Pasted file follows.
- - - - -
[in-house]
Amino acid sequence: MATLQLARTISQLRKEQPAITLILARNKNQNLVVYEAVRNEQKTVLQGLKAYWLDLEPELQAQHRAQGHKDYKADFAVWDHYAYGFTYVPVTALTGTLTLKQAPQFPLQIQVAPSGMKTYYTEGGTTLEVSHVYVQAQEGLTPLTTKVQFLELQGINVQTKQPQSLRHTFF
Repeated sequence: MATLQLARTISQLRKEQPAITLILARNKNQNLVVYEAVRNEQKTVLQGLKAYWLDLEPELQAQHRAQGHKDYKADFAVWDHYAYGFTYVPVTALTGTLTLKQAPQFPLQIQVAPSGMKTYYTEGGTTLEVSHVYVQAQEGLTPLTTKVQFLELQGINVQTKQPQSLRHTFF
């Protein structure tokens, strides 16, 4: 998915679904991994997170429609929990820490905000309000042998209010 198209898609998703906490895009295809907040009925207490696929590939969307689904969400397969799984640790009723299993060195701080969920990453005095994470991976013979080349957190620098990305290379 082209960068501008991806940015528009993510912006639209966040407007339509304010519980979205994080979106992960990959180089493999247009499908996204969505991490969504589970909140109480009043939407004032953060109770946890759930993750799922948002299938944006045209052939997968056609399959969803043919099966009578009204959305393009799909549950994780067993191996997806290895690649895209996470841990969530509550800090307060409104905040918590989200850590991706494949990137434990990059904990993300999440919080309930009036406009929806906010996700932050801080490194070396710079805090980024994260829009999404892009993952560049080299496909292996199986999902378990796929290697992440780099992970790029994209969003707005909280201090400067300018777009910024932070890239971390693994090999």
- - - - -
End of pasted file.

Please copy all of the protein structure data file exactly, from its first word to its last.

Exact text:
[in-house]
Amino acid sequence: MATLQLARTISQLRKEQPAITLILARNKNQNLVVYEAVRNEQKTVLQGLKAYWLDLEPELQAQHRAQGHKDYKADFAVWDHYAYGFTYVPVTALTGTLTLKQAPQFPLQIQVAPSGMKTYYTEGGTTLEVSHVYVQAQEGLTPLTTKVQFLELQGINVQTKQPQSLRHTFF
Repeated sequence: MATLQLARTISQLRKEQPAITLILARNKNQNLVVYEAVRNEQKTVLQGLKAYWLDLEPELQAQHRAQGHKDYKADFAVWDHYAYGFTYVPVTALTGTLTLKQAPQFPLQIQVAPSGMKTYYTEGGTTLEVSHVYVQAQEGLTPLTTKVQFLELQGINVQTKQPQSLRHTFF
């Protein structure tokens, strides 16, 4: 998915679904991994997170429609929990820490905000309000042998209010 198209898609998703906490895009295809907040009925207490696929590939969307689904969400397969799984640790009723299993060195701080969920990453005095994470991976013979080349957190620098990305290379 082209960068501008991806940015528009993510912006639209966040407007339509304010519980979205994080979106992960990959180089493999247009499908996204969505991490969504589970909140109480009043939407004032953060109770946890759930993750799922948002299938944006045209052939997968056609399959969803043919099966009578009204959305393009799909549950994780067993191996997806290895690649895209996470841990969530509550800090307060409104905040918590989200850590991706494949990137434990990059904990993300999440919080309930009036406009929806906010996700932050801080490194070396710079805090980024994260829009999404892009993952560049080299496909292996199986999902378990796929290697992440780099992970790029994209969003707005909280201090400067300018777009910024932070890239971390693994090999």